The trial court found that the statements of Williams and Carter in connection with the transfer of the property constituted material misrepresentations of fact. 327 F.Supp. 1116-1118. These misrepresentations as to Carter's proprietary interests and financial capabilities which were made to appellee's agent, Henry, form the basis for and are part and parcel of the policy defense of increase in hazard. See 17 Appleman, supra, Chapter 333 and Sec. 9675. The fact questions of whether or not these misrepresentations were made, whether they constituted an increase in hazard and whether Henry relied upon them are matters appellants are entitled to have presented for determination by the jury.1


Appellees by cross-appeal claim error in the trial court's failure to assess punitive damages. Punitive damages are not required to be given, but upon certain facts the court or jury is authorized to award them at their discretion. Bergdorf v. Chandler, 220 Ark. 727, 249 S.W.2d 562 (1952); and St. Louis, I. M. & S. Ry. Co. v. Stamps, 84 Ark. 241, 104 S.W. 1114 (1907). See, Prosser, Law of Torts, 13 (3d ed. 1964) and 22 Am.Jur.2d Damages Sec. 240 (1965). We are satisfied that the trial court did not abuse its discretion in denying the appellees' counterclaim for punitive damages.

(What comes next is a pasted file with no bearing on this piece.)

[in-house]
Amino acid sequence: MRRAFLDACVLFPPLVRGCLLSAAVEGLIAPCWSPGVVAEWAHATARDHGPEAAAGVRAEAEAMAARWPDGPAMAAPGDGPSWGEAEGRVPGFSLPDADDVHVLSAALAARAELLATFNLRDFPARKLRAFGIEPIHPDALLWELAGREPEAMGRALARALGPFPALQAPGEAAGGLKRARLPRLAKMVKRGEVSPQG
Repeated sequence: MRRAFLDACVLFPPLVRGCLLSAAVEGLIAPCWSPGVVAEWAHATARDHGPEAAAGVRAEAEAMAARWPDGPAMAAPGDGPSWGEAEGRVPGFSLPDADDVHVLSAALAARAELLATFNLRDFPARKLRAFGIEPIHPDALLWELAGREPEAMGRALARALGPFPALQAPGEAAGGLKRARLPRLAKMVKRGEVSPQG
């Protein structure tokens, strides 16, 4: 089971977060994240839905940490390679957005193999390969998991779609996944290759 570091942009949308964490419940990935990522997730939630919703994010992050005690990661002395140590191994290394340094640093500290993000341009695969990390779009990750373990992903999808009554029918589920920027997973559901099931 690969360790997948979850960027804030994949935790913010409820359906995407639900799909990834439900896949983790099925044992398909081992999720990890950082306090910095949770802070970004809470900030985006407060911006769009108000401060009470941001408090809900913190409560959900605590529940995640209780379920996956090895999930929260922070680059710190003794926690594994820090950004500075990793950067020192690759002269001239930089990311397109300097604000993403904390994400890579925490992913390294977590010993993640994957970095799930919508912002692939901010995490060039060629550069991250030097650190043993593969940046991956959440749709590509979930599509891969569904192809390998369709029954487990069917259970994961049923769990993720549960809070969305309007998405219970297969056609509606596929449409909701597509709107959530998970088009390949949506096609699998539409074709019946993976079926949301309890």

The trial court awarded no actual damages, but rather deferred Farmers' counterclaim for the amount paid ($31,248.85) to the mortgagee under the policy, Mrs. Adickes, until the state court proceedings on this matter were terminated. Mrs. Adickes (Farmers is the assignee of her interest) obtained a judgment against the appellants in a state court foreclosure action. An appeal from the judgment is now pending. Farmers claims the trial court should have proceeded to award it actual damages but with a proviso that the judgment be credited with any collections made on the state court judgment when it becomes final. Both sides recognize that this matter raises the prospect of a possible double recovery for Farmers. We believe the trial court, in its discretion, properly deferred Farmers' counterclaim for actual damages until the state court proceedings are terminated.


The judgment of the trial court denying appellants' motion for a jury trial on the new issue raised in appellees' amended answer and counterclaim is reversed and remanded for proceedings consistent with this opinion. The judgment is affirmed in all other respects.


Although apparently not raised below, the defense of increase in hazard also suggests another jury question; that of waiver of the provision by the insurance company through the conduct of its agent acting within the real or apparent scope of his authority. See Millers Mut. Fire Ins. Co. of Texas v. Russell, 246 Ark. 1295, 443 S.W.2d 536 (1969)